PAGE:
Wednesday, April 25, 2007

Why Businesses Should Care About Water Issues

Whether or not a business is in an industry that works and or serves the water industry, each and every business in the world is affected by water. Buildings companies own or lease are charged for their water use. It is used in heating, it is used in industrial processes (to produce and average automobile, something like 10,000 gallons of water is used). Imagine what the struggling domestic auto manufacturers would think of higher water prices? To their credit, there have been some major strides made in resource productivity with regards to water use in many industries.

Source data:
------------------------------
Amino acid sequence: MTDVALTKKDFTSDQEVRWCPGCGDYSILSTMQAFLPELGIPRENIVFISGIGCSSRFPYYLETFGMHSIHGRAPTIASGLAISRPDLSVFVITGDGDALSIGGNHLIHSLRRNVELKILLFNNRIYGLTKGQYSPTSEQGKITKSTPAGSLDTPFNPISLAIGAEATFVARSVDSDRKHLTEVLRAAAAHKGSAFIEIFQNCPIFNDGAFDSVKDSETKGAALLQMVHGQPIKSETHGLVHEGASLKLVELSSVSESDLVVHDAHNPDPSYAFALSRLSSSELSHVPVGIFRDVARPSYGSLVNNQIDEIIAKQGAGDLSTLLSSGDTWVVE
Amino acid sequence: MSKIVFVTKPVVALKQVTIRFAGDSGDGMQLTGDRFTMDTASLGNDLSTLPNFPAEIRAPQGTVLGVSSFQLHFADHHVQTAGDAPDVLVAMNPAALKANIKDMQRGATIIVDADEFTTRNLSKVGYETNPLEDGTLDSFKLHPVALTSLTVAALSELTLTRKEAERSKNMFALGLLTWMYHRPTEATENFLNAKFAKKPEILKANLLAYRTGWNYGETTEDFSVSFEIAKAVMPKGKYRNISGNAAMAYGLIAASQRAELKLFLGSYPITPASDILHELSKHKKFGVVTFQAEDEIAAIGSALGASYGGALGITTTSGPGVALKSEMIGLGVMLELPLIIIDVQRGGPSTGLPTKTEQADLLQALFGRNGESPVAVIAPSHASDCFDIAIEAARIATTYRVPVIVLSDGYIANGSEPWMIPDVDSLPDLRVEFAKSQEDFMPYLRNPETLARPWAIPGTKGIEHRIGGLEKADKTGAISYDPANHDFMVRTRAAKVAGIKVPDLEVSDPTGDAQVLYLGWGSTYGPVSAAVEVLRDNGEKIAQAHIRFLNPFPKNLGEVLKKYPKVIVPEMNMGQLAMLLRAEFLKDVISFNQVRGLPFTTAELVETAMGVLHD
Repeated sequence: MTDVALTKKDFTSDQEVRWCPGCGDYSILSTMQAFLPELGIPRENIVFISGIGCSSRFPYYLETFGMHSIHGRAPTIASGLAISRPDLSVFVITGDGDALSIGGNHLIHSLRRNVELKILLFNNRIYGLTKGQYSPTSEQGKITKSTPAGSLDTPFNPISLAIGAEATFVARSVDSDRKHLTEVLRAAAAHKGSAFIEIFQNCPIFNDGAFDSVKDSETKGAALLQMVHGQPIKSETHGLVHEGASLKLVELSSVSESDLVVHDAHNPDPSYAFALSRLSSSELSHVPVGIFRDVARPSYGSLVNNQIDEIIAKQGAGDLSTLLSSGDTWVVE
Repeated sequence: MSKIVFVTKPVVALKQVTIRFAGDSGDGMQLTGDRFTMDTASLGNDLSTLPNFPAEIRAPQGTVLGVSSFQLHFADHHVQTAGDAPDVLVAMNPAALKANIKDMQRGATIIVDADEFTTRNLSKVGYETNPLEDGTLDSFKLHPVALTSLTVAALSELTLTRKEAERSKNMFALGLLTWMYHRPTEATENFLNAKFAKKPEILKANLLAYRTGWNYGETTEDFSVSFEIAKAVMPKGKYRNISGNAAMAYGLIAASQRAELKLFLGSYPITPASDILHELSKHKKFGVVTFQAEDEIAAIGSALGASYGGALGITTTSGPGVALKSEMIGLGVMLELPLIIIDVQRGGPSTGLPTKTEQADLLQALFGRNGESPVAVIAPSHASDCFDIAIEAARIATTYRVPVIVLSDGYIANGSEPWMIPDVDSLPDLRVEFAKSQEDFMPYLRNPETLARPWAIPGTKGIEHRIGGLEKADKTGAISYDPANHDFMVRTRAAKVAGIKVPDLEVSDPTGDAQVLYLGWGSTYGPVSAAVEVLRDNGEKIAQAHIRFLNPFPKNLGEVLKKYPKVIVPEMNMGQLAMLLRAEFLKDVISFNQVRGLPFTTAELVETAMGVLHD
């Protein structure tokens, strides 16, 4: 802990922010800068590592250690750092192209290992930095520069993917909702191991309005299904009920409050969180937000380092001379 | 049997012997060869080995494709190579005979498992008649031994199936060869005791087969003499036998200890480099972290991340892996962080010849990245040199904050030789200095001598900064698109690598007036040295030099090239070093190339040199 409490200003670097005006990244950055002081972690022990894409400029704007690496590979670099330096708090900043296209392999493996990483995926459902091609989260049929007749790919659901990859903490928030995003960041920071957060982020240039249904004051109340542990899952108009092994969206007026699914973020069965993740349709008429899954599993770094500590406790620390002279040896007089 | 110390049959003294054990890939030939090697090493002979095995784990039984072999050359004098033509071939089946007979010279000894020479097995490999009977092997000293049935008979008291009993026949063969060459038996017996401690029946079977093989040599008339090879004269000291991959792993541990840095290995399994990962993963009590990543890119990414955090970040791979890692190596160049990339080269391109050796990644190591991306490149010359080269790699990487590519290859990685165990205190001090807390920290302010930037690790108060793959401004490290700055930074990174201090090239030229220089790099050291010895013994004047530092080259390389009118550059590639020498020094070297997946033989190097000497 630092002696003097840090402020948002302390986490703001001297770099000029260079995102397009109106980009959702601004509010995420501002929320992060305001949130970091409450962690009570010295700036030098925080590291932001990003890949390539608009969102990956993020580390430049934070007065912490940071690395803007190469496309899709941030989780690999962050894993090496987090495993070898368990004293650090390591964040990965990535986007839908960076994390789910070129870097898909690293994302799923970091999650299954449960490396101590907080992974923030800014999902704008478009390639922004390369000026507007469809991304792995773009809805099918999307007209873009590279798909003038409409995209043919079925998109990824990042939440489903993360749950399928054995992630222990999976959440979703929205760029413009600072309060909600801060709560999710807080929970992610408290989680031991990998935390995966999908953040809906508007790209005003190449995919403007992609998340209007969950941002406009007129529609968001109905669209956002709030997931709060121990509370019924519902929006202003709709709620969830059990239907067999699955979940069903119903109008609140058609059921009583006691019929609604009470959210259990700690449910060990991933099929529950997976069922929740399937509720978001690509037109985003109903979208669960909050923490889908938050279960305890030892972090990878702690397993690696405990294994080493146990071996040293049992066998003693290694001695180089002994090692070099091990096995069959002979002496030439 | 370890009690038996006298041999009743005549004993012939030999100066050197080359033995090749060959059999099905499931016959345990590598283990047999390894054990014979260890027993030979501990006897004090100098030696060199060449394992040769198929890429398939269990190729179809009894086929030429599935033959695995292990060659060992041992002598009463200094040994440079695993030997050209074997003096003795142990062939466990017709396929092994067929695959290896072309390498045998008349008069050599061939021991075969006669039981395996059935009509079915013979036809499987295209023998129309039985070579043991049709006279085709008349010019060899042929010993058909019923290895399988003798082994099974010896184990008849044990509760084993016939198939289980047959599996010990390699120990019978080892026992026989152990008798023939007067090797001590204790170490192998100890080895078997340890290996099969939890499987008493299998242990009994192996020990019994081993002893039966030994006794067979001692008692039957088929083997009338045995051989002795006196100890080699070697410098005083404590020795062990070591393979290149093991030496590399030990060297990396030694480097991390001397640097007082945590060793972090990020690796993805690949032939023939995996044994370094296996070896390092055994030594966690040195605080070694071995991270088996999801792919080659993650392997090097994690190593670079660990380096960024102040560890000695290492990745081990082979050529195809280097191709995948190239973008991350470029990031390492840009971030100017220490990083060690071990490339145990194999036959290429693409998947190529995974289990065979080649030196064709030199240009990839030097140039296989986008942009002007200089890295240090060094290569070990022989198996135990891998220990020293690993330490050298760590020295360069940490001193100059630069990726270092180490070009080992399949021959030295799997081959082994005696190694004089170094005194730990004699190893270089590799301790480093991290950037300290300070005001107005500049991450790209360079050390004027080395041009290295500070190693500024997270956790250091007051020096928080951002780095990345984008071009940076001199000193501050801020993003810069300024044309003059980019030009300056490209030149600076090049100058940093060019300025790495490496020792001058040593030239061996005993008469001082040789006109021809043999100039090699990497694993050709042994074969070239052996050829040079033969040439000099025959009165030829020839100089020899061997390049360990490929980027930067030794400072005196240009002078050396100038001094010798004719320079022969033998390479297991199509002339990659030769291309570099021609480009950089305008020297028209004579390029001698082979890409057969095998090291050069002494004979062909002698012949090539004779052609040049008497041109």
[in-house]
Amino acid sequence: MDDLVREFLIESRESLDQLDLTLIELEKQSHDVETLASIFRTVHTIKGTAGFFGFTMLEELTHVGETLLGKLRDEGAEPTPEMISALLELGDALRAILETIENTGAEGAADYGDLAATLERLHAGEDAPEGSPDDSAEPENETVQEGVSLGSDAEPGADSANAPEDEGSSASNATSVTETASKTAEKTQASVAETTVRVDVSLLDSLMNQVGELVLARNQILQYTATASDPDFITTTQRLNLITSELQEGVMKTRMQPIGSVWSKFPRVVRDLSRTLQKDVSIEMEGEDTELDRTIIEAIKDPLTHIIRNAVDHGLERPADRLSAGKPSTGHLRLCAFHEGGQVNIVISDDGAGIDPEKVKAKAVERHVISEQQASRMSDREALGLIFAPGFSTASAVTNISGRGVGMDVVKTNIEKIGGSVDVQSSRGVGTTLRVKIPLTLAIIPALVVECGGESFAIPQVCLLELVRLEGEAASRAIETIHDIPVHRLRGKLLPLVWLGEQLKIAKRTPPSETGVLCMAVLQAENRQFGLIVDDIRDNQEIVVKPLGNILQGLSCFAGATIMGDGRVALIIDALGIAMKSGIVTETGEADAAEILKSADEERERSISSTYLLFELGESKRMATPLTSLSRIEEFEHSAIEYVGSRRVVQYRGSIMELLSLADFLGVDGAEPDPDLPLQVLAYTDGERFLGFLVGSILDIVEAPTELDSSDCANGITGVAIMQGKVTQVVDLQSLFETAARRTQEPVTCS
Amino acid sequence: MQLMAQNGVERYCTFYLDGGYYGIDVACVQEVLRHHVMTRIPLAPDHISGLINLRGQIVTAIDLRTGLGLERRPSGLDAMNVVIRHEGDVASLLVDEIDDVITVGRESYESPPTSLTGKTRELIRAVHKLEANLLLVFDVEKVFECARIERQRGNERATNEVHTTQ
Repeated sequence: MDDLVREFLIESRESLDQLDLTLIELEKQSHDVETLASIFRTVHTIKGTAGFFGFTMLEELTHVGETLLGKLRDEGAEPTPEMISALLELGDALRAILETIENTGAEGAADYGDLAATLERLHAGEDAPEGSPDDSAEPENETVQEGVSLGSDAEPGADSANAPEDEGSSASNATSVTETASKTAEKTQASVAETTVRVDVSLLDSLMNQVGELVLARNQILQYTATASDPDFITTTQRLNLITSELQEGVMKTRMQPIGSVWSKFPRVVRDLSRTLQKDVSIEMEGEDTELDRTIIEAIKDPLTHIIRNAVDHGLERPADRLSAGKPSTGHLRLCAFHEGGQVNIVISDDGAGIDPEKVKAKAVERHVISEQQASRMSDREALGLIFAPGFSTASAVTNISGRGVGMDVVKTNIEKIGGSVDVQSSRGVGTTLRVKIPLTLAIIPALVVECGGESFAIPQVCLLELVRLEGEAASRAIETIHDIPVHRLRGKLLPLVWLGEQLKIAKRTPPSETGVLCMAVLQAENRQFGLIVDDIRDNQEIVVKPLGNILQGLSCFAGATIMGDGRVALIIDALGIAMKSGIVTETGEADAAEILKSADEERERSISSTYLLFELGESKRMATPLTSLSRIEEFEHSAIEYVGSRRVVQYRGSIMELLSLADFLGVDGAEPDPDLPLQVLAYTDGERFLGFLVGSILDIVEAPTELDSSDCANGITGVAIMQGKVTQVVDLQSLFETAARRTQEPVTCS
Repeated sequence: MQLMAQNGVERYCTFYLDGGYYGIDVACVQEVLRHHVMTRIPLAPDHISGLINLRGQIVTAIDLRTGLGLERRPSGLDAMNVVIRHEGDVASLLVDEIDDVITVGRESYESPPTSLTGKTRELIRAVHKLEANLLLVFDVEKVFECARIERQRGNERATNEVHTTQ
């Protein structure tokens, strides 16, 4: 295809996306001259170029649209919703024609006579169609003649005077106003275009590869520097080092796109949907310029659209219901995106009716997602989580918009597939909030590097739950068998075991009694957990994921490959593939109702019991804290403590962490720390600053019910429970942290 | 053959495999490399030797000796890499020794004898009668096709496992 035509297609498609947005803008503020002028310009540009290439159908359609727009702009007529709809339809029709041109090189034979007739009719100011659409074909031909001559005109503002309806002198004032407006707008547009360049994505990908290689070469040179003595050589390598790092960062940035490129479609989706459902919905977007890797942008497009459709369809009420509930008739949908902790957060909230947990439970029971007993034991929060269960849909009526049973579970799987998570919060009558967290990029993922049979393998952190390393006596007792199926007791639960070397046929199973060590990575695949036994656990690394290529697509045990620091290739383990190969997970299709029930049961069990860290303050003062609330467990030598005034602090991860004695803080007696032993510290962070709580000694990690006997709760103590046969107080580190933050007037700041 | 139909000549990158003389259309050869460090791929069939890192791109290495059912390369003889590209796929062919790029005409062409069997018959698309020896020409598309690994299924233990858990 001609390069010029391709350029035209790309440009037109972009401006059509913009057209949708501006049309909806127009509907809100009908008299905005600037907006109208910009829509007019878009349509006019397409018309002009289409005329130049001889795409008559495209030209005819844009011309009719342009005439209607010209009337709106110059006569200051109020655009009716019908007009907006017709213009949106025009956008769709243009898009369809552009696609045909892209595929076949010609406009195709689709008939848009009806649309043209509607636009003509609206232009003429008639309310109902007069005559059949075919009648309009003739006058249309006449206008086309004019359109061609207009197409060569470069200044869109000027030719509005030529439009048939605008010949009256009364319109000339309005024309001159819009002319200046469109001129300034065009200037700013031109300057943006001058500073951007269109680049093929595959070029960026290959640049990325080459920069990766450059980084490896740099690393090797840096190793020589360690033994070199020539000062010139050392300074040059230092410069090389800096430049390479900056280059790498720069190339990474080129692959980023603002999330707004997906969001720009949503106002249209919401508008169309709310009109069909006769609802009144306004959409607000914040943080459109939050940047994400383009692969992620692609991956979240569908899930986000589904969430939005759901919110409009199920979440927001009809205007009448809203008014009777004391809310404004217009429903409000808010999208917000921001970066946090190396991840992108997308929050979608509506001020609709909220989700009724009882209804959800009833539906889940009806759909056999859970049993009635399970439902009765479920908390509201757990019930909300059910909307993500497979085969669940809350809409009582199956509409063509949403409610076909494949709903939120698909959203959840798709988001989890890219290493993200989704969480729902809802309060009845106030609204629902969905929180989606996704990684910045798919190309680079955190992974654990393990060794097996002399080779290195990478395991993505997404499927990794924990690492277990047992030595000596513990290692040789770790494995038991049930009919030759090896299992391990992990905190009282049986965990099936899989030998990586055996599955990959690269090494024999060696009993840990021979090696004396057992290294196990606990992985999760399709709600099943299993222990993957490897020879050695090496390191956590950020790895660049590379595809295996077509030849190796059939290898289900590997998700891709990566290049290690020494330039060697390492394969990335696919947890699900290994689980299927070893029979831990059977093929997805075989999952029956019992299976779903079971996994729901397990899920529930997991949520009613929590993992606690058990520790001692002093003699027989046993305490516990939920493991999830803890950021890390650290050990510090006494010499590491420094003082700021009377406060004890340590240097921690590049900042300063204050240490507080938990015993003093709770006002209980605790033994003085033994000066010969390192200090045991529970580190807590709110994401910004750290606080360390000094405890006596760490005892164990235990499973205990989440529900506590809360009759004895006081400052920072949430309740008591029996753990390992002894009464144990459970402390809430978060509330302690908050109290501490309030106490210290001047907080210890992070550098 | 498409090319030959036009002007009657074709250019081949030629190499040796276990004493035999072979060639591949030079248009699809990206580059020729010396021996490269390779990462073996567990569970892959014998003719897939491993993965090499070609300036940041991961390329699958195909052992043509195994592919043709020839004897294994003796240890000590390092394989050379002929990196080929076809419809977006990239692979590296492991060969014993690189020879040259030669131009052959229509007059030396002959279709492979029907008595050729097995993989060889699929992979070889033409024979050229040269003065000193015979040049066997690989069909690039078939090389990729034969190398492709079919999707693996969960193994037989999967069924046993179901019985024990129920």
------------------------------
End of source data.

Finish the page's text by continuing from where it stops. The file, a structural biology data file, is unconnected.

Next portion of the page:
What about the effects of water scarcity on food supplies and human health? Can you imagine the pressures on the labor force in developed, "first world" nations that would appear should we have serious water shortages? The millions of blue-collar laborers' working away right now would be less productive and less inclined to work if they are worried about how they will pay their water bill and get water for their families.

I am making some fairly general statements about what might happen, and clearly there are more compelling and well researched academic articles that will make a clearer case for why companies should care about water. In the long run, companies should care because it will have a detrimental affect on their business operations. It will increase costs, reduce access to labor, reduce their customers' buying power, increase regulatory and stakeholder pressure, and in the end reduce profitability. What corporation shouldn't worry about water?